Ransomware payouts are putting the squeeze on cyber-insurance companies and resulting in higher premiums for organizations that want protection against the threat.
Larger companies are getting hit with bigger price hikes than midsize and small companies because they are the ones that are experiencing the biggest losses, a new study by small-business research firm AdvisorSmith shows.
The company's review of cyber-insurance premium costs, rate filings, and other insurance data over the past six months shows that the current average cost for $1 million in cyber-liability coverage for a low-risk business with less than $1 million in revenue is $1,589. That's about 7% higher than the average cost of $1,485 per year for comparable coverage in 2020.
Adrian Mak, CEO of AdvisorSmith, says premiums for midsize and large businesses have gone up substantially more — between 10% and 40% on average over the past year. A midsize business with more than $100 million in revenue currently can pay anywhere between $5,000 and more than $10,000 in premiums per $1 million in coverage. Insurance premiums for large businesses tend to vary widely and are harder to estimate because many insurance contracts are customized and negotiated confidentially for each enterprise, Mak says. "It's common for larger businesses to have a high deductible or to self-insure a large portion of their risk because they have stronger balance sheets than small businesses," Mak says.
Much of the price hikes is tied to ransomware-related losses. AdvisorSmith's data shows victims paid about 311% more in ransoms in 2020 compared with the previous year. In the first quarter of 2021, the average ransom payment, according to an analysis by Coveware, was $220,298 — up 43% from just the previous quarter. The median payment jumped 58% from $49,450 in the first quarter of 2020 to $78,398 in this year's first quarter.
"Losses, especially ransomware losses, are up this year, and this is causing premiums to rise for both small businesses and large enterprises," Mak says. "Larger enterprises are experiencing larger losses, as they have larger data systems that are enticing to hackers, so their rates have risen more when compared with small businesses."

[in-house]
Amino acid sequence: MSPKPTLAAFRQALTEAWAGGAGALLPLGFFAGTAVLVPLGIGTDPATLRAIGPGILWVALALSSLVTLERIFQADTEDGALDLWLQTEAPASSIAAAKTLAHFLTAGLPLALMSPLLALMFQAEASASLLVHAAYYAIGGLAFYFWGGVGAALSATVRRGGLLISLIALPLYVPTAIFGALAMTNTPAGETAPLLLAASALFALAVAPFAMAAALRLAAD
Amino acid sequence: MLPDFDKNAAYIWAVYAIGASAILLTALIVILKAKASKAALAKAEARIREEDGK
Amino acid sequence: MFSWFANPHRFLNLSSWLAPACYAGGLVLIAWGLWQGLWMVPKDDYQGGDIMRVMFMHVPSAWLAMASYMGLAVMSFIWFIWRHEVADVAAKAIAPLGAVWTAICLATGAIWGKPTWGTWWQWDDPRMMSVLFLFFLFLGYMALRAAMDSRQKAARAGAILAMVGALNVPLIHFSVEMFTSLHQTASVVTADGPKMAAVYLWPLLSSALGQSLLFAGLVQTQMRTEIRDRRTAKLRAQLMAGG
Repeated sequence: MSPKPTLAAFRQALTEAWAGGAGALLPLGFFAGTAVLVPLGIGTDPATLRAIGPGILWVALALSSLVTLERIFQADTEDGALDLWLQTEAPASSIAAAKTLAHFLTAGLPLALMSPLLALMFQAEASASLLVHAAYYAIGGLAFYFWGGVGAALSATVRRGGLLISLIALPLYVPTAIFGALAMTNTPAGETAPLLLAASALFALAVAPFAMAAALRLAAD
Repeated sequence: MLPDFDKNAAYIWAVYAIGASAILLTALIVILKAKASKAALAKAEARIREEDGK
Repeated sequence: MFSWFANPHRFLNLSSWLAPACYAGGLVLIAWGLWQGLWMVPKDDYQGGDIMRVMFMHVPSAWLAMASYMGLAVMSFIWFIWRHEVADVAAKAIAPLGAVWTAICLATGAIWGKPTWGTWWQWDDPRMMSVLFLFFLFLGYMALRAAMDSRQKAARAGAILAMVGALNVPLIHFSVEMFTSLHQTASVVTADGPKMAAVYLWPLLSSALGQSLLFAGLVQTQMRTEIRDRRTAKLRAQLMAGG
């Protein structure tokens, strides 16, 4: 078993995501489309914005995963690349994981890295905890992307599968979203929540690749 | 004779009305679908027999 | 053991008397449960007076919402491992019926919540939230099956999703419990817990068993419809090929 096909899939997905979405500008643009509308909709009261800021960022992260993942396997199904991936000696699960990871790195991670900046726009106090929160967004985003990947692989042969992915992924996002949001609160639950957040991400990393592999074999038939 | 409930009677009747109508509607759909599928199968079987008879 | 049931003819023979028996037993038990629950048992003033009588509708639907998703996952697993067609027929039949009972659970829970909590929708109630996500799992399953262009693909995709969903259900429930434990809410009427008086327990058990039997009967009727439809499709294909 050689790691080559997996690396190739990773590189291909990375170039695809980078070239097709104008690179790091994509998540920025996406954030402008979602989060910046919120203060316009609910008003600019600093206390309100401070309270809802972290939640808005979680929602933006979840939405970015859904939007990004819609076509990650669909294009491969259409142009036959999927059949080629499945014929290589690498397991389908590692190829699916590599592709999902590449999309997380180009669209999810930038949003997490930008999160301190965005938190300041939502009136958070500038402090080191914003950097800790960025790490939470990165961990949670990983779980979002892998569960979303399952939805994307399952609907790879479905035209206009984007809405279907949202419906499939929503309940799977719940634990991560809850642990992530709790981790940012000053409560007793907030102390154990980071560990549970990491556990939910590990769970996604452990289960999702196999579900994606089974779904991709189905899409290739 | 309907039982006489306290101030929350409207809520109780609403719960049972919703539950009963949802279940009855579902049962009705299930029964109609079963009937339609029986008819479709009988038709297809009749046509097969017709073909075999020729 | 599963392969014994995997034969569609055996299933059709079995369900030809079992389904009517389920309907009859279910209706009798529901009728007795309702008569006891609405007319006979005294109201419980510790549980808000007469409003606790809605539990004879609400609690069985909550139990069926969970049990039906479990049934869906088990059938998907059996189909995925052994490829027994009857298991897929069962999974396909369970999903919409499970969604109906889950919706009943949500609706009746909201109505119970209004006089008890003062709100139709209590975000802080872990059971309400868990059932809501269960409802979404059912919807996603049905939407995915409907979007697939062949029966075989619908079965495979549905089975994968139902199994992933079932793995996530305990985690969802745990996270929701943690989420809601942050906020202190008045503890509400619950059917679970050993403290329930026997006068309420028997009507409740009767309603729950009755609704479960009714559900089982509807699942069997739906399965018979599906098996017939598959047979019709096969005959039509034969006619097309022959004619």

The rising ransoms — and major attacks like those against Colonial Pipeline and JBS Foods this year, involving millions of dollars in payouts — have spooked the cyber-insurance industry. AdvisorSmith found that insurers in high-risk sectors such as healthcare and education have begun reducing their exposure by reducing coverage, lowering coverage limits, and putting a lower cap on ransomware payouts. Others have begun adding more restrictive policy terms and including additional exclusions, the research firm found.
Mak says that 73% of agents and brokers that the Council of Insurance Agents and Brokers recently surveyed found that insurance companies had less risk capacity in the first quarter of 2021. "It means that the insurance companies are declining more insurance applications or offering lower limits to approved applications than before," he says.
More Stringent Security Requirements
Ara Aslanian, CEO of Inverselogic, a firm that works for cyber insurers to check if an applicant company has proper security policies in place, says many insurers have begun demanding more from firms that want to buy insurance coverage.
"Minimum security requirements have definitely changed, especially the way insurers review the companies," Aslanian says. Previously, the checking process was mostly conducted by self-assessment, which meant the insurers would send companies self-assessment sheets for them to check the boxes. "Now insurers are hiring professional companies to verify if the systems or protocols these companies have in place really reach the standard and fulfill [requirements]."
In recent months, other studies and developments also have shown ransomware attacks having an impact on the cyber-insurance industry in different ways. In May, insurance firm AXA announced that it would stop reimbursing French companies for any ransomware payments they made to an attacker. The decision was apparently based on concerns that insurance coverage for ransomware was fueling more attacks and driving companies to blithely outsource risk to insurers, without ensuring proper security controls were in place first. Some industry experts viewed AXA's landmark policy decision as likely spurring others to do the same. Others insurers Allianz and Coalition have reported an increase in ransomware-related claims and in the average costs associated with these attacks.